Holiday Fit Tips + Free Thanksgiving Day Fat Burning Workout

Three days away from Thanksgiving. The one day a year where the amount of food I eat isn't considered abnormal. The holidays are also one of the leading contributors to the rise of our nation's overweight population. Much of what is gained during this next month is rarely, completely burned away. 

 

Here are some tips to make the most of your holidays. Helping you stay fit and still enjoy delightful delicacies, and time with your friends and family.

  1. Stay Well Hydrated - Drinking lots of water and staying hydrated will help improve satiety levels and reduce cravings. This means you won't eat as much during get-togethers, nor will you have as much of a desire to pig out.
  2. Go hard on protein, but easy on gravy - Much liking staying hydrated protein will help keep you satieted. However I recommend sticking with more of the dry type condiments like salt and pepper. This being said, if you do add gravy to your meal just don't go crazy. Also real, grassfed butter can be a nice substitute.
  3. Don't skip your workouts - It's very easy to explain away working out because the gym is closed or with your family. However what I am about to give you is a fast and easy 15 minute workout that only requires using your body. Are you ready?

This routine is to be treated as a circuit. You will rest and perform as prescribed, and you can even perform this circuit several times per week.

  1. Bodyweight Squats - 8 to 10 reps
  2. Push-ups (Or Hands Elevated Push-ups) - 5 to 8 reps
  3. Plank - 15 seconds
  4. Jumping Jacks - 15 reps
  5. Reverse Lunges - 6 reps per leg
  6. Glute Bridges (Single Leg or Double Leg) - 10 reps

If you're a beginner you will perform these exercises resting 30 seconds between each. After doing all 6 exercises you will rest 90 seconds than repeat 4 more times.

If you're intermediate you will add 10 seconds to plank. Rest 20 seconds between each exercise, and rest 75-90 seconds after all 6 exercises. You will repeat 5 times

If you're advanced you will add 20 seconds to the plank. Rest 20 seconds between each exercise. Rest 75 seconds after all 6 exercises, and repeat 6 circuits.

There you have it. Two really simple tips to help you eat healthier along with a killer workout.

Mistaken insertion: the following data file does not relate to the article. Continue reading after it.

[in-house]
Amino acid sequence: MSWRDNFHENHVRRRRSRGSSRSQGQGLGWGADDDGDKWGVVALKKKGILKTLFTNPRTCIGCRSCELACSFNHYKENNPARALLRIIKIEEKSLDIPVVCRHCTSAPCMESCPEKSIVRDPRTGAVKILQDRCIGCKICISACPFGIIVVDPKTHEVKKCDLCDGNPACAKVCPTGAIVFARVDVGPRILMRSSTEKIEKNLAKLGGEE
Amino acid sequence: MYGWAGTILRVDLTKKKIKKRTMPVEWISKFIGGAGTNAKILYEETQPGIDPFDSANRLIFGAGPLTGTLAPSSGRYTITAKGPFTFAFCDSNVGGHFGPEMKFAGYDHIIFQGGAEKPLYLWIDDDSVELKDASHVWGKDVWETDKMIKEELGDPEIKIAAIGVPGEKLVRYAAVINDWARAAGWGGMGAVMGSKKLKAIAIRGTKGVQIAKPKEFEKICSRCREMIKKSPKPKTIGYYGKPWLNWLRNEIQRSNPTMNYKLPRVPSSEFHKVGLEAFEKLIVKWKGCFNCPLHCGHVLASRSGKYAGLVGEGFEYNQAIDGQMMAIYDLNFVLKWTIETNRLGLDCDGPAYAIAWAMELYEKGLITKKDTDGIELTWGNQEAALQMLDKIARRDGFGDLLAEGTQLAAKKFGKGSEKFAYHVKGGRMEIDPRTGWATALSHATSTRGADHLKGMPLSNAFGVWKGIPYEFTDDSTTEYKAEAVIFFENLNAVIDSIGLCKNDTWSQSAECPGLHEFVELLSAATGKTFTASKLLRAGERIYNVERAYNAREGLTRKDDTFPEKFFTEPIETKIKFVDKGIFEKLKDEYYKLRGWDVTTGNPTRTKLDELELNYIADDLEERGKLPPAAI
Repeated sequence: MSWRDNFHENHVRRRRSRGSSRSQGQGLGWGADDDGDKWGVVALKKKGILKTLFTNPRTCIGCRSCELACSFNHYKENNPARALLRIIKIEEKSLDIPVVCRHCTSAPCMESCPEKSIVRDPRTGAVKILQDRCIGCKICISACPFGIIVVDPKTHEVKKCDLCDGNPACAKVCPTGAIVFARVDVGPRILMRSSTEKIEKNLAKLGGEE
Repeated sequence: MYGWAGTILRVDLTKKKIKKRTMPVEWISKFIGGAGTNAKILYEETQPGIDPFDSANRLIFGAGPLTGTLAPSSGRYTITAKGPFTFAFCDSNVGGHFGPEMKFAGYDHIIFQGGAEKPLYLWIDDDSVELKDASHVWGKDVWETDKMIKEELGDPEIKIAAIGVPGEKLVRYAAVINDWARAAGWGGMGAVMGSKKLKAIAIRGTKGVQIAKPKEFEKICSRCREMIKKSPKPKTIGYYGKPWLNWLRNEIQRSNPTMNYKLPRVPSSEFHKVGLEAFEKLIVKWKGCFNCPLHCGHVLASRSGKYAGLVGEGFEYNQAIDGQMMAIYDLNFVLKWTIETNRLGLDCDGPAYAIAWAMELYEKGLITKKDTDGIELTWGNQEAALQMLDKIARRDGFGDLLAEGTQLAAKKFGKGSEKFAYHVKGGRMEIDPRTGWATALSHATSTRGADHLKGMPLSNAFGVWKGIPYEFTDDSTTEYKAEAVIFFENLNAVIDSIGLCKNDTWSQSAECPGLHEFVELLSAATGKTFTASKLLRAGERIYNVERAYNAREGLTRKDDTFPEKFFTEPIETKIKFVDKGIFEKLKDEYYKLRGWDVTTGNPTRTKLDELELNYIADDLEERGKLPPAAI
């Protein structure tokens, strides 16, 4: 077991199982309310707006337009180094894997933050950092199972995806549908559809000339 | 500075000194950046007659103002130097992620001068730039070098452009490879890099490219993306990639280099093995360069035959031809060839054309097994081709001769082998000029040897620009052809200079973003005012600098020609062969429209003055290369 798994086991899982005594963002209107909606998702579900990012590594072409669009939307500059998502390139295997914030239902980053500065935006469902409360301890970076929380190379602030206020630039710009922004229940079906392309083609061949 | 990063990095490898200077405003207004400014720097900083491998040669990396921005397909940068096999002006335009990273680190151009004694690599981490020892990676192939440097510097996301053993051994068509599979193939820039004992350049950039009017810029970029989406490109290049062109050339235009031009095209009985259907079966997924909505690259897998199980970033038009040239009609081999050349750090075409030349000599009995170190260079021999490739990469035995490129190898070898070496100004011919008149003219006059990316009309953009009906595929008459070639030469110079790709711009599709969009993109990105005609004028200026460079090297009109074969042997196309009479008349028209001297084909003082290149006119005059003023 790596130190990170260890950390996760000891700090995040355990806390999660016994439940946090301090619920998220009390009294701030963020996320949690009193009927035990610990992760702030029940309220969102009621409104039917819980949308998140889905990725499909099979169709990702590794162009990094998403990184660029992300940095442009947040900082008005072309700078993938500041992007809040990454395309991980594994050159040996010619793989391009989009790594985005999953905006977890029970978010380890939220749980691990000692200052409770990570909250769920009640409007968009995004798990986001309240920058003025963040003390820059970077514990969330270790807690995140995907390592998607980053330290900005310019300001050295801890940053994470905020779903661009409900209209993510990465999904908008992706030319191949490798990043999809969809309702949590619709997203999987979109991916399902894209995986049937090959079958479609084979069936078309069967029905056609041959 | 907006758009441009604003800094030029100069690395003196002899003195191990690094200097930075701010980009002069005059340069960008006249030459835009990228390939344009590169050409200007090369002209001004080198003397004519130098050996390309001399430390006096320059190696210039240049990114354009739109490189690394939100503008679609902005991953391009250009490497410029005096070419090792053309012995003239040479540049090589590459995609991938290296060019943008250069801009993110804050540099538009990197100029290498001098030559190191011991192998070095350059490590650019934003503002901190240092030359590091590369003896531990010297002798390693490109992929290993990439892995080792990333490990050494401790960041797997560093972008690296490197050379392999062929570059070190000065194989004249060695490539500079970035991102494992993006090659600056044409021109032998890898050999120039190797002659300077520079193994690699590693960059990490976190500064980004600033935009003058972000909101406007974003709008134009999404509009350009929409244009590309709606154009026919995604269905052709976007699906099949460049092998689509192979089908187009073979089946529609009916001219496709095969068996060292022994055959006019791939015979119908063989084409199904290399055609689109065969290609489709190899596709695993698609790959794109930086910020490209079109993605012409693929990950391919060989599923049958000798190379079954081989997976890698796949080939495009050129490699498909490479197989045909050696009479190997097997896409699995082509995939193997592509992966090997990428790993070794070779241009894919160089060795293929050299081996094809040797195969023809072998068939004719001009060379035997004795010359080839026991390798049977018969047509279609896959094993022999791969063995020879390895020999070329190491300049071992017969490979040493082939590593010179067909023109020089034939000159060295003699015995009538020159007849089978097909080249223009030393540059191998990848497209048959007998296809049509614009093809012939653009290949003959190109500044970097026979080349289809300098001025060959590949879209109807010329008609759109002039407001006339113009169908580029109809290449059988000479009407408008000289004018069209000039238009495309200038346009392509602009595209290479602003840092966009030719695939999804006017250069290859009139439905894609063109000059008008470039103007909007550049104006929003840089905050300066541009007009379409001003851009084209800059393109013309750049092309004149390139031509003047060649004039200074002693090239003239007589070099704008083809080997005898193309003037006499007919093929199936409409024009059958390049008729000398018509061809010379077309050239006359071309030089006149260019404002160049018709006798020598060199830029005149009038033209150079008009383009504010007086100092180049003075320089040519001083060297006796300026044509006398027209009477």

Happy Thanksgiving!

-Dave

 

The Skinny on Achilles Tendinitis

Many runners and athletes have a lot in common, talking about the latest gear, new exercises, the weather, and of course, injuries. One in particular is Achilles tendinitis. In high school I was a sprinter and a long jumper, practicing 6 days a week for basically 4 years straight. Of course, I ended up in a boot up to my knee and missing the end of my senior season from Achilles Tendinitis, which Physio Works says “refers to tiny tears in the tissue in and around the tendon caused by overuse.”

 

The Achilles is a thick tendon that attaches your Gastrocnemius and Soleus muscle to your heel; it is one of the thickest tendons in our body. According to Physio Works “ Achilles Tendinitis is a term used that commonly refers to an inflammation of the Achilles tendon or its covering. It is in overuse injury that is common especially to joggers and jumpers, due to the repetitive action and so may occur in other activities that require the same repetitive action.” Runners are especially prone to injury there due to the repetitive foot strike of our sport. If we do not have hip flexibility this makes our foot strike shorter and in turn puts more strain on the back of our lower leg. Another common cause of Achilles tendinitis is over pronation, this occurs when your foot strikes the ground and rolls inward. Pronation is our bodies natural response to gravity and ground reaction force, this is how we naturally move, but over-pronating puts extra stress on our calf muscles and pulls on the Achilles.

           One of the best ways to prevent Achilles tendinitis is to keep your hips and calves loose. 

  1. For the hip: place one foot on a stair or a secure chair, stand nice and tall while holding on to a wall or railing and with your rear foot and front foot both pointing straight ahead, gently shift your weight to the front leg until you feel a stretch in front of your hip, hold for 30-60 seconds, gently release the stretch and duplicate on your other leg. (1st picture below)
  2. As for your Gastrocnemius muscle: borrow a tennis ball from your dog or child and place it under your lower leg, while sitting with legs straight on the ground, find a tender spot and hold for 30-120 seconds, once complete slowly come off of that spot and repeat until you have found all of the tight spots. For an example of this please checkout our IBJI HPI Wellness video from January. After that you can do a  traditional calf stretch. (Second picture below)

 

 

These two tips not only help with prevention but are also good for recovering from an injury. Following these easy steps will keep you outside enjoying these beautiful days on a nice long run. For me, these two key stretches and releases allowed me to still participate in a sport that I love and also to complete my first half marathon.

As the great George Sheehan said “ Running is play; racing is sport. Play is the preparation; sport is the performance. My training is play; my race is sport in its purest expression (Sheehan 128).” Keep yourself healthy so that you can keep playing.

- Angie Gonzalez, LMT

 

Sheehan, George. The Essential Sheehan: A lifetime of Running Wisdom from the legendary Dr. George Sheehan. Rodale, 2013. Book

http://physioworks.com.au/injuries-conditions-1/achilles-tendonitis-tendinitis